Bringing order fulfillment to the brick-and-mortar store
Online order fulfillment has always been a challenge for large retailers, but in an era when every online seller is trying to cut costs and customer expectations have never been higher, it has become a paramount problem. Many merchants encounter issues with turning purchases around quickly, or if they do get orders out the door in a timely fashion, they often feel they are spending too much money to do so and that hurts their margins.
In years past, retailers have relied on regional warehouses to fulfill online orders. However many have found this method to be either too costly or too slow to keep up with customer demands.
In order to get orders to customers quickly, retailers need to have a number of regional distribution centers – simply having one per coast is not enough, unless their customers are content with waiting upward of five or more days for a purchase to arrive. Think of it this way – if an order originates from Minnesota, and merchants have warehouses in Pennsylvania and California, there is no way to get that purchase to customers in a prompt way without exorbitant cost.
The obvious solution is to open more warehouses and extend the merchant’s physical footprint. By opening another warehouse in Colorado or Michigan, it would take fewer days to get the order to the customer in Minnesota. However, opening a new warehouse is not always a viable solution, especially without enough demand from a specific region to warrant the cost and resources. So, what is a merchant to do in this situation?
Why brick-and-mortars may be order fulfillment’s best friend
One possible solution is to shift some of the order fulfillment load to brick-and-mortar stores. In essence, this gives merchants a huge network of fulfillment centers, increasing the number from one or only a handful in some instances to dozens or even hundreds. That same customer in Minnesota can receive an order in a matter of two days or less if it is shipped from a store down the street instead of from a regional warehouse located multiple states away. Jerry Storch, CEO of Hudson Bay Co., recently stated at the Store 2015 conference in Toronto that shipping a single item to a consumer’s home is 30 to 40 times higher than the per-item cost for shipping inventory to stores. “Direct-to-home delivery is one of the most inefficient, and not green, economic models in the history of the world.”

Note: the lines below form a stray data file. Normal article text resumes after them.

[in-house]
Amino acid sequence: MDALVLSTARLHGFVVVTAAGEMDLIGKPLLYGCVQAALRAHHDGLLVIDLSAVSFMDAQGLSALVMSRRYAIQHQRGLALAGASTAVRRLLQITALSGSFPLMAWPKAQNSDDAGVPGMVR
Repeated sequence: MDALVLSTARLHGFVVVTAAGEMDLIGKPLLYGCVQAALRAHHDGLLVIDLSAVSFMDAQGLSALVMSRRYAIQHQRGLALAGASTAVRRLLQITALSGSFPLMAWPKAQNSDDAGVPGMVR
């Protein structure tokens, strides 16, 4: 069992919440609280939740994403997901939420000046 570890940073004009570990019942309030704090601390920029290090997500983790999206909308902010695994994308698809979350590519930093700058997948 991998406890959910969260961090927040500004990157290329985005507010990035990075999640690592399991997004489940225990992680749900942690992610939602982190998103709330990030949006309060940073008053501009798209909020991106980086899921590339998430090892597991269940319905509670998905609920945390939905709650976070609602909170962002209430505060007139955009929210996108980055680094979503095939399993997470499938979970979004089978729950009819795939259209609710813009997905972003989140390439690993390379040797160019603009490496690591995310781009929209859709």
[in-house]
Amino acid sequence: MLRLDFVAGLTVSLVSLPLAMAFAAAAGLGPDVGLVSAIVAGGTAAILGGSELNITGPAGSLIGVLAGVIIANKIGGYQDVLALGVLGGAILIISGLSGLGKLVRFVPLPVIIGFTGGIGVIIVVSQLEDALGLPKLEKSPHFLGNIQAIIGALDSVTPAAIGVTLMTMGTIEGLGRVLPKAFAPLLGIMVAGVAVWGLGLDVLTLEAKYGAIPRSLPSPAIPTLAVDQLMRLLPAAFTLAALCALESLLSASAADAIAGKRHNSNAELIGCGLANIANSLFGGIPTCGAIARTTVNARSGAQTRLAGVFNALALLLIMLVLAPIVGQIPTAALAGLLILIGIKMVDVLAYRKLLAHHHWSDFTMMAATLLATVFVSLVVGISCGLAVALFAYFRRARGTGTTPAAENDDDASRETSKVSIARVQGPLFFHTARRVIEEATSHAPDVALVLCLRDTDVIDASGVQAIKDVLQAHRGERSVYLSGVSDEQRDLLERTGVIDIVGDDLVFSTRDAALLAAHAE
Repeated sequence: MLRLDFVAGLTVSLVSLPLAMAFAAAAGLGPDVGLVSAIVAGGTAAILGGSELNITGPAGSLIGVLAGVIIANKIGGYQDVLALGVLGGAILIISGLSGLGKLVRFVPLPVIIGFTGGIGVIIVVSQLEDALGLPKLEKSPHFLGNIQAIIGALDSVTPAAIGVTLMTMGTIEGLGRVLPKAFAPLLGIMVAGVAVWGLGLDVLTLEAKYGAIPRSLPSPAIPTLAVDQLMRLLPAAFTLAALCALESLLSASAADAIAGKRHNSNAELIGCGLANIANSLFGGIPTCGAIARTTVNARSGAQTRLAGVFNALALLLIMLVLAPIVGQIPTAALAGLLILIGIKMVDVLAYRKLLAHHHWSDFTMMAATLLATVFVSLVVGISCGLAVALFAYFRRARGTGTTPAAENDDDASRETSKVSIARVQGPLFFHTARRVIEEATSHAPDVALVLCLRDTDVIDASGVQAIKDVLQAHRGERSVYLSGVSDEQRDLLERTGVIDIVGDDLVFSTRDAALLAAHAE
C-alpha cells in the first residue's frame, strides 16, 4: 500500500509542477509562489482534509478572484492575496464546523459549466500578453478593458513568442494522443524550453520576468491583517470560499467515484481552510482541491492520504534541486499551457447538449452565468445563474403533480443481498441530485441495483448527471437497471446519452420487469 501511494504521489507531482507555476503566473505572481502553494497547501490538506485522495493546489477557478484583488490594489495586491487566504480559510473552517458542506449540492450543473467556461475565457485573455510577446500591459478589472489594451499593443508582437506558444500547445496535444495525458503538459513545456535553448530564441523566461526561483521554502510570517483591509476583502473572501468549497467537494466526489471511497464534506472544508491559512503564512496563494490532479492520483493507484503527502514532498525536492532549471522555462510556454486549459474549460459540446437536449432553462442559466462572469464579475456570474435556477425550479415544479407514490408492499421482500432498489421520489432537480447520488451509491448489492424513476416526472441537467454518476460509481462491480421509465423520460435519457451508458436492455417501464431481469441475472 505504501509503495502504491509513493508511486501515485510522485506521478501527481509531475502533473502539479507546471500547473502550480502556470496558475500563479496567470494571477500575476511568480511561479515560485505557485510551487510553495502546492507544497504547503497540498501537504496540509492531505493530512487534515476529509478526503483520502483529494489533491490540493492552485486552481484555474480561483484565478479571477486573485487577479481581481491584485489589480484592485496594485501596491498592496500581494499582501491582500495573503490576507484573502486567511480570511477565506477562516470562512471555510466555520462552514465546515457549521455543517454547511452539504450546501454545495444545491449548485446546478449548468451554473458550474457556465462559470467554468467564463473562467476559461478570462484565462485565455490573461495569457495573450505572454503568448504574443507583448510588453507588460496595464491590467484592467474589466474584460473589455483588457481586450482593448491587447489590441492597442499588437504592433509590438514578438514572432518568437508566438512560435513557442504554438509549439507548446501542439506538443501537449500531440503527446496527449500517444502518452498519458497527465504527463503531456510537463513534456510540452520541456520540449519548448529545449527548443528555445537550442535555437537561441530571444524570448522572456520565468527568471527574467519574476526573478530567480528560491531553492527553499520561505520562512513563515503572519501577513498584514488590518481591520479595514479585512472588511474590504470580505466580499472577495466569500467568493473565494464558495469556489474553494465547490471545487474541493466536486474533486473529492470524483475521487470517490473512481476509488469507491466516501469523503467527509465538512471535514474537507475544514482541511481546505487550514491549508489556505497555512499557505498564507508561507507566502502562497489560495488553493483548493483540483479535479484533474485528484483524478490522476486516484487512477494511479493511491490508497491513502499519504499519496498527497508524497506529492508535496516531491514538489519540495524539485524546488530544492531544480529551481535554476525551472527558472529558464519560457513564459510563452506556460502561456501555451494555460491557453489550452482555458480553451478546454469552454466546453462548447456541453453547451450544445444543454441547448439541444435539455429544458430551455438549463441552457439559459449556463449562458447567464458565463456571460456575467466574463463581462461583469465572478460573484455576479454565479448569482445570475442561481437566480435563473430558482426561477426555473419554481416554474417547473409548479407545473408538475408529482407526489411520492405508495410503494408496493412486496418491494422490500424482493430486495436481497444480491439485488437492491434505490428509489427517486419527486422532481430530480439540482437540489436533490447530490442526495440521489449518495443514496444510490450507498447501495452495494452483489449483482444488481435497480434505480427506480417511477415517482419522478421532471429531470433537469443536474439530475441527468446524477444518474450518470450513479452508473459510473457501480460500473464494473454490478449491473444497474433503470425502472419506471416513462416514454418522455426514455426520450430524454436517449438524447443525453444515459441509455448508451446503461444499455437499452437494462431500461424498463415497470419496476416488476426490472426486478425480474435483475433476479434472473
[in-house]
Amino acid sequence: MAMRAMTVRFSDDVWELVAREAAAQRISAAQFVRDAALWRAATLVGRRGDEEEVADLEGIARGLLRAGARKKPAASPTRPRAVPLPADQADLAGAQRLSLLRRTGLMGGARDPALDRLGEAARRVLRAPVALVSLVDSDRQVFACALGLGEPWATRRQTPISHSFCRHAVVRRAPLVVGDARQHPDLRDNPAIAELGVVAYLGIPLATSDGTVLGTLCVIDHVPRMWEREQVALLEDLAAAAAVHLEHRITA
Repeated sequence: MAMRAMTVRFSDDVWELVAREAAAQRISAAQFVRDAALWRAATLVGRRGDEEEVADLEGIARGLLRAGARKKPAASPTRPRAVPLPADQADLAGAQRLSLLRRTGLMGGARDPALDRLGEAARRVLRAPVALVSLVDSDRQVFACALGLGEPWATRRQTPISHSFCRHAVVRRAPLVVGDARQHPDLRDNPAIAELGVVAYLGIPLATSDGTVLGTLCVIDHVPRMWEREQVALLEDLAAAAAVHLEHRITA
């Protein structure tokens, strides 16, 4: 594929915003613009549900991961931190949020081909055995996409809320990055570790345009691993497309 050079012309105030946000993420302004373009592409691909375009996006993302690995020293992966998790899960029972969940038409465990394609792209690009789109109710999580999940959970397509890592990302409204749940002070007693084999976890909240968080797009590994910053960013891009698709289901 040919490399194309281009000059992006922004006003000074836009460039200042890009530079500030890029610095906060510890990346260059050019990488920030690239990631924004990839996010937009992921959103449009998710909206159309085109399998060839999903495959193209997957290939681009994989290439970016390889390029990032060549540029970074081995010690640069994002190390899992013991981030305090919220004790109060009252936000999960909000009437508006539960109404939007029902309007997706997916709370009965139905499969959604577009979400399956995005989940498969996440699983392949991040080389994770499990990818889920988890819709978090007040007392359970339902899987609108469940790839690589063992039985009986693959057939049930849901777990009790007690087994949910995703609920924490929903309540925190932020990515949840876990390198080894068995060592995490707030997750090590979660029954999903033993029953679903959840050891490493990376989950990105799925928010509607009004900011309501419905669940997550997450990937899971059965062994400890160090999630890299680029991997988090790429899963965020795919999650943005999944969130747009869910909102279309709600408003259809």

Granted, in-store fulfillment comes with its own set of challenges. For one, store associates are not always the most experienced pickers and packers, since they are not typically responsible for these tasks. This means it may take longer to fulfill a single order than if it were sent from a warehouse, and special attention must be made to quality control and confirming that the correct items have been packed. Additionally, time spent fulfilling orders may negatively impact the in-store shopping experience unless retailers hire more hands specifically for in-store order fulfillment purposes.
In-store fulfillment is also heavily dependent on a robust solutions for order fulfillment and inventory management. Retail management software can use routing logic to determine the best store from which to fulfill an order, and can keep inventory updates across many channels to prevent misallocation or out-of-stocks.
Getting customers into the store
Retailers that opt to leverage in-store fulfillment will enjoy another huge benefit: they can begin fulfilling online orders in-store and offer customers the option to pick them up. This may save retailers some money as they do not need to process and ship the package and it also allows customers to pick up the order on the same day instead of having to wait for it. It also brings important foot traffic into the store. Customers picking up online orders will have the chance to interact with the brand in-person, and store associates have the opportunity to sell more items to the customer.